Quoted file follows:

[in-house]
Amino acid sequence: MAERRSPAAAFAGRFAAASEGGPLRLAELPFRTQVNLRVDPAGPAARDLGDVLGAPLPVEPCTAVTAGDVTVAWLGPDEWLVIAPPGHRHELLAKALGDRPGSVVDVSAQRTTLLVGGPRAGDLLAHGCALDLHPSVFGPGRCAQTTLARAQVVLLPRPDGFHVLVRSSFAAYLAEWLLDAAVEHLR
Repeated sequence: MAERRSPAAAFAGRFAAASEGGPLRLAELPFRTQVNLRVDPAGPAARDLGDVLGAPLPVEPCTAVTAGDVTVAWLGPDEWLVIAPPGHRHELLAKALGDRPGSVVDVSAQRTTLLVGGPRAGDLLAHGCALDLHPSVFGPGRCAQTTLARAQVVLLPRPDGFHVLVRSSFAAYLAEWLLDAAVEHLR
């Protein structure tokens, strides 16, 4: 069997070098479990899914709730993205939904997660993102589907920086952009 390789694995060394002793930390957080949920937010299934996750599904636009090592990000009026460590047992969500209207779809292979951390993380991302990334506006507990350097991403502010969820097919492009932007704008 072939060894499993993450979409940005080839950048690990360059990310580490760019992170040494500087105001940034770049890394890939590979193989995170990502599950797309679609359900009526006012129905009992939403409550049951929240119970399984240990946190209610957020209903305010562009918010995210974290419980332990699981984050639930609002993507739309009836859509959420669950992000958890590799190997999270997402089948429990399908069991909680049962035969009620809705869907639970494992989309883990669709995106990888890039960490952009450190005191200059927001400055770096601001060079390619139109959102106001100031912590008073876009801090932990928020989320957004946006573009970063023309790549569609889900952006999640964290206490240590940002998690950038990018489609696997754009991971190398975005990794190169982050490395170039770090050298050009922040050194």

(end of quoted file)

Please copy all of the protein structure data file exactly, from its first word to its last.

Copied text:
[in-house]
Amino acid sequence: MAERRSPAAAFAGRFAAASEGGPLRLAELPFRTQVNLRVDPAGPAARDLGDVLGAPLPVEPCTAVTAGDVTVAWLGPDEWLVIAPPGHRHELLAKALGDRPGSVVDVSAQRTTLLVGGPRAGDLLAHGCALDLHPSVFGPGRCAQTTLARAQVVLLPRPDGFHVLVRSSFAAYLAEWLLDAAVEHLR
Repeated sequence: MAERRSPAAAFAGRFAAASEGGPLRLAELPFRTQVNLRVDPAGPAARDLGDVLGAPLPVEPCTAVTAGDVTVAWLGPDEWLVIAPPGHRHELLAKALGDRPGSVVDVSAQRTTLLVGGPRAGDLLAHGCALDLHPSVFGPGRCAQTTLARAQVVLLPRPDGFHVLVRSSFAAYLAEWLLDAAVEHLR
């Protein structure tokens, strides 16, 4: 069997070098479990899914709730993205939904997660993102589907920086952009 390789694995060394002793930390957080949920937010299934996750599904636009090592990000009026460590047992969500209207779809292979951390993380991302990334506006507990350097991403502010969820097919492009932007704008 072939060894499993993450979409940005080839950048690990360059990310580490760019992170040494500087105001940034770049890394890939590979193989995170990502599950797309679609359900009526006012129905009992939403409550049951929240119970399984240990946190209610957020209903305010562009918010995210974290419980332990699981984050639930609002993507739309009836859509959420669950992000958890590799190997999270997402089948429990399908069991909680049962035969009620809705869907639970494992989309883990669709995106990888890039960490952009450190005191200059927001400055770096601001060079390619139109959102106001100031912590008073876009801090932990928020989320957004946006573009970063023309790549569609889900952006999640964290206490240590940002998690950038990018489609696997754009991971190398975005990794190169982050490395170039770090050298050009922040050194």